Some people say that it is unpatriotic to question the war, or that it undermines the troops in the field. Those who make this claim understand neither history, democracy, patriotism, nor the deepest meaning of supporting our troops. Europeans historically came to refer to war as 'the sport of kings' because of the capriciousness with which monarchs engaged in it, seeking its spoils and its glory while risking millions of other people's lives in that pursuit.
Mindful of that history, America's Founders sought to introduce a system of checks and balances against such concentrated power. They wanted the people and their representatives to ask tough questions and choose for themselves whether to support or reject a president's policies, including those concerning war and peace. Americans who habitually revere the Founders would do well to remember that Jefferson said "Dissent is the highest form of patriotism".
Moreover, the ugly and unfortunate truth is that American presidents have lied about wars in the past. We now know that the battleship Maine, whose explosion became the justification for the Spanish-American War, was not torpedoed, but blew-up internally. We now know that the Lusitania, whose sinking helped get us into World War I, was not simply an innocent passenger ship, but was also carrying munitions in its hold. We now know that the US government green-lighted the assassination of the South Vietnamese president we were supposedly supporting in the name of democracy, that President Johnson completely fabricated or at least wildly exaggerated the Gulf of Tonkin incident leading to massive US escalation of the war, and that President Nixon secretly invaded two countries neighboring Vietnam.
Today we have before us, as cataloged above, compelling evidence that the Bush administration has not been honest about Iraq or about its motives there. This is especially true in the aggregate. What jury would not convict Mr. Bush of lying to launch this war given the above evidence, much of it documented in top-secret government memos? There are myriad other examples of government deceit, as well, with the Pat Tillman and Jessica Lynch stories representing only two of the more prominent. Tillman's parents have been devastated by the lies told to them about the death of their son, and about the abuse of his memory for military recruiting purposes.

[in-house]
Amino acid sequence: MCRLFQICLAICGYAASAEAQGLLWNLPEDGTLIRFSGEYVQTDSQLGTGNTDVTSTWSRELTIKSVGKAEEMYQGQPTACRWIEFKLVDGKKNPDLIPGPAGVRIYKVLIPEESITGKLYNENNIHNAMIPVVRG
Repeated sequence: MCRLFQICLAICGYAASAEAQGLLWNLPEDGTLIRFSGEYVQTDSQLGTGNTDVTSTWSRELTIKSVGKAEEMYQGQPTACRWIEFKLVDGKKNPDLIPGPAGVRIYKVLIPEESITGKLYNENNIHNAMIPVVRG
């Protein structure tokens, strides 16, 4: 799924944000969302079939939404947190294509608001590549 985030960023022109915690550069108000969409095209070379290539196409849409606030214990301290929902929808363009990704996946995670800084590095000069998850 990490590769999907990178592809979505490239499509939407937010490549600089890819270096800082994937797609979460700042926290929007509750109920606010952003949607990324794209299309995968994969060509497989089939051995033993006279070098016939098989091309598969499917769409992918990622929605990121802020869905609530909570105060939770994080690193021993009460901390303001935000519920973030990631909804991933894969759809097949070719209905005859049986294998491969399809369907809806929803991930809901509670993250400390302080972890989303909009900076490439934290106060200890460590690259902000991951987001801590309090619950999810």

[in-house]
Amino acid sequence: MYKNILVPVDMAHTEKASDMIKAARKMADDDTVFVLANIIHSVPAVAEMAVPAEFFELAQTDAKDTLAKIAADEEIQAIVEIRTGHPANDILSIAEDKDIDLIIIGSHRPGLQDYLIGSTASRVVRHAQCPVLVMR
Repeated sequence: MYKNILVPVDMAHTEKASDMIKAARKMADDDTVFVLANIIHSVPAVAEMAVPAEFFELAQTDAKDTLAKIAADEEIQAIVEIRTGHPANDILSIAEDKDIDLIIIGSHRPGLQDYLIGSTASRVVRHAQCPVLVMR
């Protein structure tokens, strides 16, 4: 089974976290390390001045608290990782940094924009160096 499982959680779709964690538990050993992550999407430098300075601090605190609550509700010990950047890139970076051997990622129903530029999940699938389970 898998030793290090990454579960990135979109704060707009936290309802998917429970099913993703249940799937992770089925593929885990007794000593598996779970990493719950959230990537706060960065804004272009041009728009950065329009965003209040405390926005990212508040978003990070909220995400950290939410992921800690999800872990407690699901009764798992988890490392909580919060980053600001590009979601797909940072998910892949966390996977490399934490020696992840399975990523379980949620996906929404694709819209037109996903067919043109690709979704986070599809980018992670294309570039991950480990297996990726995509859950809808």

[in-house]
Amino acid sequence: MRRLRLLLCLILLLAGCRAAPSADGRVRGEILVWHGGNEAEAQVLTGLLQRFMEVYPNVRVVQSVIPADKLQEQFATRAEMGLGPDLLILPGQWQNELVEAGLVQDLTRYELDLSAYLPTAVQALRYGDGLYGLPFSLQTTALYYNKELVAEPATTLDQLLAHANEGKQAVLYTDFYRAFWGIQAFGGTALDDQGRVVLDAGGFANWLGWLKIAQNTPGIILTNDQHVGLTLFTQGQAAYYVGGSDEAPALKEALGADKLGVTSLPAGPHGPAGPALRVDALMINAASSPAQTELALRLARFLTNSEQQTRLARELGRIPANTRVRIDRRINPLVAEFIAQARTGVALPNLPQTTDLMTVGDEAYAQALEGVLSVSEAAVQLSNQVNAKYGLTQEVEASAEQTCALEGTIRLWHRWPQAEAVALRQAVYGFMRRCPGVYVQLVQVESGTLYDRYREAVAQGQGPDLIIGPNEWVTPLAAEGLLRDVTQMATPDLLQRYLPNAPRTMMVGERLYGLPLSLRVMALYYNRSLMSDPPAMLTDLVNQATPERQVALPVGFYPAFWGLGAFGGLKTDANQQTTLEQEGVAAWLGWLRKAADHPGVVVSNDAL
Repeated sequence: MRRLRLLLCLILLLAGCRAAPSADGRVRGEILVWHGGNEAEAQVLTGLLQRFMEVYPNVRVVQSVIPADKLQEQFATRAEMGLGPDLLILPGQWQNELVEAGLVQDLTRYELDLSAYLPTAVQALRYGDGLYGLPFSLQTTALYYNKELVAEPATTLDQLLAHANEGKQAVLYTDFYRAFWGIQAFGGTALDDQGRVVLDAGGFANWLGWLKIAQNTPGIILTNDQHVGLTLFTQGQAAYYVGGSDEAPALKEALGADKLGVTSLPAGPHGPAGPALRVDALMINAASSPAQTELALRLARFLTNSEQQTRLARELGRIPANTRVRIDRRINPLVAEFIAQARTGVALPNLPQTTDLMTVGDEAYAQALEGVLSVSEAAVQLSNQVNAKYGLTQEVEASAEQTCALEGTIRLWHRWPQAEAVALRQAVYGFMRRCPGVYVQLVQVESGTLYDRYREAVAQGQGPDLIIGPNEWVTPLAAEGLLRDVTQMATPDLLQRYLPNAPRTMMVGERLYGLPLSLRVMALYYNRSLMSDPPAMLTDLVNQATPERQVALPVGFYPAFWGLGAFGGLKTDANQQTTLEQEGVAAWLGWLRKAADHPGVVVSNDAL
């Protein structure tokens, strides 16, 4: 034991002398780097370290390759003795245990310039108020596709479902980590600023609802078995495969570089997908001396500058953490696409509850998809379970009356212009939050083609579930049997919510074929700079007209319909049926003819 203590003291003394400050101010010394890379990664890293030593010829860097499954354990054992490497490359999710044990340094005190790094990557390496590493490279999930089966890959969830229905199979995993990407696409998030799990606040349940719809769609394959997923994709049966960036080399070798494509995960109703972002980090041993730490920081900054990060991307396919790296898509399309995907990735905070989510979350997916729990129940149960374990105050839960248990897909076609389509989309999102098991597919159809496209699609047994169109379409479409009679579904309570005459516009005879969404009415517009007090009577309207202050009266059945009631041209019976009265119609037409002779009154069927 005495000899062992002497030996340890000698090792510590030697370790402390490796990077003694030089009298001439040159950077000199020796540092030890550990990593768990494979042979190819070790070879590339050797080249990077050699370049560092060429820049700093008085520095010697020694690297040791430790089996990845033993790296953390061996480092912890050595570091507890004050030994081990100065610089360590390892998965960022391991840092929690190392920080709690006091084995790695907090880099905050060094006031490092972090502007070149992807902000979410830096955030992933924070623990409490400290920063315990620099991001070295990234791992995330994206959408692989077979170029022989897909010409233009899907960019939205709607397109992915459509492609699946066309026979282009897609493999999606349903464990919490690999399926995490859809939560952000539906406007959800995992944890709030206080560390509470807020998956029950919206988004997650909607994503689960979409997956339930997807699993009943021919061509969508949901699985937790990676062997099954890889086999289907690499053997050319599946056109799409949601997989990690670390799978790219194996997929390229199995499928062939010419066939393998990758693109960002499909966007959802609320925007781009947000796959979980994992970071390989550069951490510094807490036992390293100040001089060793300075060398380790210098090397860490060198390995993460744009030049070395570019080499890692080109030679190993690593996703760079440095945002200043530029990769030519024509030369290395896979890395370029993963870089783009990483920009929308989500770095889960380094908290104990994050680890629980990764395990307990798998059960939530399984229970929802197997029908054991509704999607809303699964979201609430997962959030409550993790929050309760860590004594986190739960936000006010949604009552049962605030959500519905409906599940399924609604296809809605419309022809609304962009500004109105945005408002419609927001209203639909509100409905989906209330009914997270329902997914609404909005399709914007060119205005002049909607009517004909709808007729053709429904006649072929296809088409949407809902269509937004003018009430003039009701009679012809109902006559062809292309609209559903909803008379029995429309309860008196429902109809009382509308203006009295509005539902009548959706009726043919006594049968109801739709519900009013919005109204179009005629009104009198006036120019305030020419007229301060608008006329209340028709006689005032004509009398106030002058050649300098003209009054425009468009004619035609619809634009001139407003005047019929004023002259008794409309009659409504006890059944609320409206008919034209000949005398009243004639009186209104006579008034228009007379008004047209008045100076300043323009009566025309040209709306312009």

And so I ask, if we really support the troops as we claim to, what does that mean? What is our obligation to them? What are we willing to do for them while they sacrifice everything for us?
In a democracy, we the people ultimately are the government. What we owe the troops is the diligence and concern of a responsible government, guaranteeing that not a single one of their lives is ever squandered. But many relatives of soldiers slain in Iraq believe that just this compounded tragedy has already occurred, that their loved ones perished in pursuit of a lie.
In the name of those fighting there and potentially yet to die on our behalf, the very least we can do - the very least - is to educate ourselves about the war and then make an informed decision about whether these fine American men and women belong in Baghdad, Falluja or Mosul, or instead safe at home.
If we can't do that small bit to support those who, too often and for our benefit, truly do offer the last full measure of their devotion on this earth, then we certainly don't deserve the brave and unselfish support they provide us every day.
And we need to take the ribbons down off our cars. They exist far more for the purpose of comforting ourselves than for supporting our troops.
David Michael Green (firstname.lastname@example.org ) is a professor of political science at Hofstra University in New York. It is the author's desire that this article be forwarded as broadly as possible amongst those Americans who support the war in Iraq.